SWEA NC Travel Scholarship Report When I got the okay from my university department to spend two whole blessed weeks in Sweden to attend the August 2015 World Water Week conference, I could not pack quickly enough. Sweden is dearer to me than nearly anything. It’s always been a matter of “A thousand miles seems pretty far but they’ve got planes and trains and cars, I’d walk to you if I had no other way.” So here I was arriving in the airport in Stockholm, and catching a ride first on an airport train, then on the blue metro, and then on a red bus, and finally walking the last mile through quiet windriven paths to where I was staying near the seashore. I had some time before the conference started, so I got in touch with my dad’s old boss in Linköping. Even though my dad studied physics under Dr. Sven-Erik over twenty years ago, he still sends us UNICEF cards every December, so he was definitely someone I wanted to see. He wrote back, “what a nice surprise!” and ‘Welcome to Sweden!’ and we worked out a plan for me to visit him on a Wednesday. I rode a train to Linköping. It was the dearest train imaginable. It was warm amber-colored on the inside, and rode as smoothly as a flute over the train tracks, past little towns called things like Flemingberg and Kolmården and Nyköping. I pressed my face against the window and saw meadows purple with wildflowers, that then swapped for stands of white birches that grow in rings of five, that then switched for the silver glimmer of a lake behind a long, long field. My seat-mates at first were teenagers who were holding a serious discussion on feminism, and who must have stared as I tried most assiduously to force my laptop’s power cord into the seat bolts, because I could not accept that they were merely seatbolts when even the Amtrak has power outlets, for crying out-loud. The teenagers all disembarked in Nyköping and two young brothers took their place, one holding an Asterisk comic book and the other with a long spool of yarn twined around cardboard. They talked softly, and the train hummed steadily, and I felt so safe, so secure. Dr. Sven-Erik has become something of a family tradition because he was always so good to us. We talk about him all the time, and meeting him was so nice. He drove me to my childhood home (which the blasphemous present owners have shorn of its original red and painted a drab blue) and I saw the birches where I used to play, and the hill where all of us children used to go sledding. Then we went to my dad’s old university, and we met Ulf and Kenneth, both classmates with my dad ‘back in the day’. I kept taking pictures and sending them to my dad, and kept getting ‘wow’ and ‘gosh, I miss them’ in response. I took the train back from Linköping a tired, happy soul, and just a little edge of sadness mixed in. On the Friday before the conference, I visited a school in Stockholm. I really like visiting schools when I go someplace new, because kids always think they are the center of the universe, and I suppose it can’t hurt to indulge them in that assumption. I met with a class of seventh-graders, and I was full of enormous hopes that by the end of my talk with them, they would be just as enthused about my PhD work (using satellites to monitor water pollution) as I am. I started off by introducing myself to the kids, telling them about North Carolina, and they in turn asked me the standard questions all kids ask: how old are you and are you married? Next, I showed them satellite images of the Chesapeake Bay (my study area), which they thought was very beautiful, and then I had a surprise for them: I showed them a mystery image, and they all said, ‘oh! That’s Sweden!’ They even guided my finger along the coastline exactly to where Stockholm lies.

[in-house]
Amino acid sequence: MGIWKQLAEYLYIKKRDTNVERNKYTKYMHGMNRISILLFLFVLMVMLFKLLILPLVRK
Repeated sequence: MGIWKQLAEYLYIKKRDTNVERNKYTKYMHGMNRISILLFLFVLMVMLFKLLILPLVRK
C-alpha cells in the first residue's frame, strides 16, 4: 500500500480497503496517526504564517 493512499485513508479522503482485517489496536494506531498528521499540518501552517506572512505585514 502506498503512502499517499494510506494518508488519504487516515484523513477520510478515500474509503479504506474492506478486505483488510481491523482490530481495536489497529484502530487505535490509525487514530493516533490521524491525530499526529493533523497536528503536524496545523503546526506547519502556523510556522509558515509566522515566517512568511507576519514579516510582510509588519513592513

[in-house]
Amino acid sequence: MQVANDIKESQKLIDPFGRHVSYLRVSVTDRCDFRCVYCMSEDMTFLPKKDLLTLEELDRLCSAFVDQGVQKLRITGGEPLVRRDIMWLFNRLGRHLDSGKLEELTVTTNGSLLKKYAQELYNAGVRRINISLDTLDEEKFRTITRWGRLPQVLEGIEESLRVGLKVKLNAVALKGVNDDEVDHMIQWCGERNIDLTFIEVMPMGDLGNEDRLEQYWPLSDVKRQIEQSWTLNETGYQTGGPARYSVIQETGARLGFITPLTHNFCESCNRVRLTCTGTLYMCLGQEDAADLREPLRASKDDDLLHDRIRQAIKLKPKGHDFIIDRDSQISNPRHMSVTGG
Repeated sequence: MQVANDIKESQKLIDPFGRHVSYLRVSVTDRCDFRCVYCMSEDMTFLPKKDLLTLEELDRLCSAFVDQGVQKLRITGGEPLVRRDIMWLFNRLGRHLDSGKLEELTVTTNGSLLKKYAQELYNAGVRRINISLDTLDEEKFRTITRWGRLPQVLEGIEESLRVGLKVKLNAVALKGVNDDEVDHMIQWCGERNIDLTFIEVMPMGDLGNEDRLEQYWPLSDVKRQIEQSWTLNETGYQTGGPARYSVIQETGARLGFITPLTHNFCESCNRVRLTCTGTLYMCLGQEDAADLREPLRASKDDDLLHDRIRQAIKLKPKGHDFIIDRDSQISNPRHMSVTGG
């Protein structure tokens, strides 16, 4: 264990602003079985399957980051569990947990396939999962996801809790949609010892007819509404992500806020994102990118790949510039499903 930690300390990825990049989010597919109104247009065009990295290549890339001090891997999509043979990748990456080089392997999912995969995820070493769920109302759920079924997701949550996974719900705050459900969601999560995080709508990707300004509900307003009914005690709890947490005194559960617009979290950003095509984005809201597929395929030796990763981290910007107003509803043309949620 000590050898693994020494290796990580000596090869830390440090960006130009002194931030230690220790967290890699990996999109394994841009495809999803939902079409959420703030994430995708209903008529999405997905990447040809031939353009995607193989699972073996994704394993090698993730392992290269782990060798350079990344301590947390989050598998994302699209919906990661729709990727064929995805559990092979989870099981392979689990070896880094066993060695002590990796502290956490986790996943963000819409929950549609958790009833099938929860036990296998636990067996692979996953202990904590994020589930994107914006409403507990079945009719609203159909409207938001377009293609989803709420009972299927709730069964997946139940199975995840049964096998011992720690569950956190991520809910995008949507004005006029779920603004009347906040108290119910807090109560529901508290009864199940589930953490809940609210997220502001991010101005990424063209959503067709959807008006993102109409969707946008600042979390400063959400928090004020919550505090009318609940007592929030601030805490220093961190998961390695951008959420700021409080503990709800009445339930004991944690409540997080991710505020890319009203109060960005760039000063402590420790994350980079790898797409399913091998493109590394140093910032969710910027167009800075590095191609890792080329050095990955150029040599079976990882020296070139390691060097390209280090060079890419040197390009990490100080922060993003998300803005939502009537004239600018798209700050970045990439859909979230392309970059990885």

My real surprise for them, though, was that I wanted them to help me make a short animation that summarizes the research I do as a PhD student. I had prepared an animation file with all the pictures we would need, and as I told the class about my research, I picked student volunteers to come up to make the animation in step with each learning point. Unfortunately, we were delayed by technical difficulties, and when the school day closed, we had finished only half the animation. The boys all exploded into chatter and made a beeline for the door. I was so disappointed. But the girls stayed after and kept working until the animation was entirely finished. I was really impressed with them. Every single girl got to contribute. When we were finished, before they went home to their families, they all gave me a hug. The completed animation is available here: https://youtu.be/yeGnCle_FcM. I rode the two blue metros and the red bus back to my place by the seashore, exhausted and realizing I am more out of touch with teenagers than I had previously thought. Finally, the World Water Week conference - the official reason for my visit - began with great fanfare. The conference had almost 300 sessions over six days, and we 20 junior rapporteurs were supposed to cover each of them, take detailed notes, and sort out the major themes to relay to our supervisors. In between, I tried to take selfies with as many of the important and famous people in attendance as I could track down. On the first day alone, I managed to snap a shot with Malin Falkenmark, a noted water scientist who is now in her nineties and yet still gave a talk; with Johan Rockström, who heads the Stockholm Resiliency Centre and is a leader in ecology and human impacts on the planet; and Mattias Klum, a very famous Swedish photographer (and it doesn’t hurt that he is very handsome, too). On the second day of the conference, the Swedish Prime Minister himself turned up! He was going to give the keynote speech, and it became my avowed mission to take a selfie with him, too. I clung, as inconspicuously as I could, close by the police roadblocks, and a fellow rapporteur who is better versed in these things told me about the type of car in which the Prime Minister might show up. We lingered and loitered, even as crowds were streaming into the lecture hall, and were rewarded when Angelica poked me and said: “there he is, Mejs, there he is!” I dropped my purse, bag, and jacket, and rushed over, cell phone camera in hand, but alas, there were too many black-suited men hurrying the processional along for me to dare to get closer, and then every time I tried tried taking a picture, something got in the way. So we rushed into the lecture hall, me conniving ways to ambush the Prime Minister the whole way. But I was thwarted by security at every turn, so I finally had to content myself with giving the Prime Minister a big smile all throughout his speech. He gave a very nice speech. He said things like: in Sweden, we can take a swim even in the middle of the city, because the water is so clean, but we still have challenges with chemical and pharmaceutical contaminants. And he added that Sweden is still committed to setting aside 1% of GDP to help relieve global poverty and inequalities, with an emphasis on improving clean water access. This got big applause. Then, the Swedish Prime Minister addressed the president of the Marshall Islands, a hunched, rather pitiful man due to the fact that his country is slowly but surely sinking into the ocean, and who, when it was his turn to give a speech, never dared to lift his eyes from his note-cards. The Swedish Prime Minister said: “Mr. President, I share your quest for a fair, binding, legal agreement to keep temperature increases as far below 2 degrees Celsius as possible.” That also got applause. After his speech, Angelica said she thought it was rather mediocre, and that he had merely said what she expects every Swedish Prime Minister to say, but I know that this is not true. No one has to say anything, and the fact that the Swedish Prime Minister says so many wonderful things is just, quite simply, wonderful.